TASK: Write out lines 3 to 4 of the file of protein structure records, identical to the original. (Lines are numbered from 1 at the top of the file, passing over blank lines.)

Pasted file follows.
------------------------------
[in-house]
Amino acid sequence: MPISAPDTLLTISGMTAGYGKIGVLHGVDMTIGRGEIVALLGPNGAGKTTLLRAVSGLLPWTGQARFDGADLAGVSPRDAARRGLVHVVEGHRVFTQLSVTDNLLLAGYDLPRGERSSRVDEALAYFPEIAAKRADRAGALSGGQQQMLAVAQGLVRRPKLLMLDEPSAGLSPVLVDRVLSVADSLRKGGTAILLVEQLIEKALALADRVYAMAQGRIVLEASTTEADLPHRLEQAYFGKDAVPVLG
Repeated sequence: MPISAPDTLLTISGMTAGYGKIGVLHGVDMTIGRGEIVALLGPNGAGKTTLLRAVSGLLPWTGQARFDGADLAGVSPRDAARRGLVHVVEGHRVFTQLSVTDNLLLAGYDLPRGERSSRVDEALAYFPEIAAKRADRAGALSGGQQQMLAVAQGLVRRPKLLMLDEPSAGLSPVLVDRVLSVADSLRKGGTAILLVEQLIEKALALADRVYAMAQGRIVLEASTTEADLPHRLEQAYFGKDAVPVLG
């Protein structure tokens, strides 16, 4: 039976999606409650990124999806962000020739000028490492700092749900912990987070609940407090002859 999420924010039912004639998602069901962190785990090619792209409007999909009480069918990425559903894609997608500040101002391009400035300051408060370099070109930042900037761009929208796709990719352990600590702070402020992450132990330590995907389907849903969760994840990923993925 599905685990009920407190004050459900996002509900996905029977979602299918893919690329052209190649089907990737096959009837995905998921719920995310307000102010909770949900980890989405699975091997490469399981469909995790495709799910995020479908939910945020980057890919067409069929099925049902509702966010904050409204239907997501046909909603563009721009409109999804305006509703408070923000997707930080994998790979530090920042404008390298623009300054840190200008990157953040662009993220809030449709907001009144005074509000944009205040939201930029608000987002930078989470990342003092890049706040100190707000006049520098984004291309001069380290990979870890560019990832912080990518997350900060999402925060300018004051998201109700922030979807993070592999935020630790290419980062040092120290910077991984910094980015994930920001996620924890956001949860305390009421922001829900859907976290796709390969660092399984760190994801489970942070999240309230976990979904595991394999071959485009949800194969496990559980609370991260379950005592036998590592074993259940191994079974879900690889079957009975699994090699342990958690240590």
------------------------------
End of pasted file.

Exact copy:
Repeated sequence: MPISAPDTLLTISGMTAGYGKIGVLHGVDMTIGRGEIVALLGPNGAGKTTLLRAVSGLLPWTGQARFDGADLAGVSPRDAARRGLVHVVEGHRVFTQLSVTDNLLLAGYDLPRGERSSRVDEALAYFPEIAAKRADRAGALSGGQQQMLAVAQGLVRRPKLLMLDEPSAGLSPVLVDRVLSVADSLRKGGTAILLVEQLIEKALALADRVYAMAQGRIVLEASTTEADLPHRLEQAYFGKDAVPVLG
């Protein structure tokens, strides 16, 4: 039976999606409650990124999806962000020739000028490492700092749900912990987070609940407090002859 999420924010039912004639998602069901962190785990090619792209409007999909009480069918990425559903894609997608500040101002391009400035300051408060370099070109930042900037761009929208796709990719352990600590702070402020992450132990330590995907389907849903969760994840990923993925 599905685990009920407190004050459900996002509900996905029977979602299918893919690329052209190649089907990737096959009837995905998921719920995310307000102010909770949900980890989405699975091997490469399981469909995790495709799910995020479908939910945020980057890919067409069929099925049902509702966010904050409204239907997501046909909603563009721009409109999804305006509703408070923000997707930080994998790979530090920042404008390298623009300054840190200008990157953040662009993220809030449709907001009144005074509000944009205040939201930029608000987002930078989470990342003092890049706040100190707000006049520098984004291309001069380290990979870890560019990832912080990518997350900060999402925060300018004051998201109700922030979807993070592999935020630790290419980062040092120290910077991984910094980015994930920001996620924890956001949860305390009421922001829900859907976290796709390969660092399984760190994801489970942070999240309230976990979904595991394999071959485009949800194969496990559980609370991260379950005592036998590592074993259940191994079974879900690889079957009975699994090699342990958690240590």